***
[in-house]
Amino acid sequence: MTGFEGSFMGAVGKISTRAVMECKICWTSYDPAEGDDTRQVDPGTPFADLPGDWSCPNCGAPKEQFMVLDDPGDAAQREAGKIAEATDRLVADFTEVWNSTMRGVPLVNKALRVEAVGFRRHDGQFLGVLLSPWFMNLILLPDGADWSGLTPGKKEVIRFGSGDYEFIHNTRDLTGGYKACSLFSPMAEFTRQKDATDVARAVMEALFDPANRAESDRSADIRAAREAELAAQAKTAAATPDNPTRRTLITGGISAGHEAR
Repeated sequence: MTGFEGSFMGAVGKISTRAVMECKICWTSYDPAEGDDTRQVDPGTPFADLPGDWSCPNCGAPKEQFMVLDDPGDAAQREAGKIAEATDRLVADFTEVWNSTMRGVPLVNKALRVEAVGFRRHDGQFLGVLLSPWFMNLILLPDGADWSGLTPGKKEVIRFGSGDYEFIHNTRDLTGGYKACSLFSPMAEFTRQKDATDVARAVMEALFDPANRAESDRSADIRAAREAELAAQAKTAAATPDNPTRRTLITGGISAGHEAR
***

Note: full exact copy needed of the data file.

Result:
[in-house]
Amino acid sequence: MTGFEGSFMGAVGKISTRAVMECKICWTSYDPAEGDDTRQVDPGTPFADLPGDWSCPNCGAPKEQFMVLDDPGDAAQREAGKIAEATDRLVADFTEVWNSTMRGVPLVNKALRVEAVGFRRHDGQFLGVLLSPWFMNLILLPDGADWSGLTPGKKEVIRFGSGDYEFIHNTRDLTGGYKACSLFSPMAEFTRQKDATDVARAVMEALFDPANRAESDRSADIRAAREAELAAQAKTAAATPDNPTRRTLITGGISAGHEAR
Repeated sequence: MTGFEGSFMGAVGKISTRAVMECKICWTSYDPAEGDDTRQVDPGTPFADLPGDWSCPNCGAPKEQFMVLDDPGDAAQREAGKIAEATDRLVADFTEVWNSTMRGVPLVNKALRVEAVGFRRHDGQFLGVLLSPWFMNLILLPDGADWSGLTPGKKEVIRFGSGDYEFIHNTRDLTGGYKACSLFSPMAEFTRQKDATDVARAVMEALFDPANRAESDRSADIRAAREAELAAQAKTAAATPDNPTRRTLITGGISAGHEAR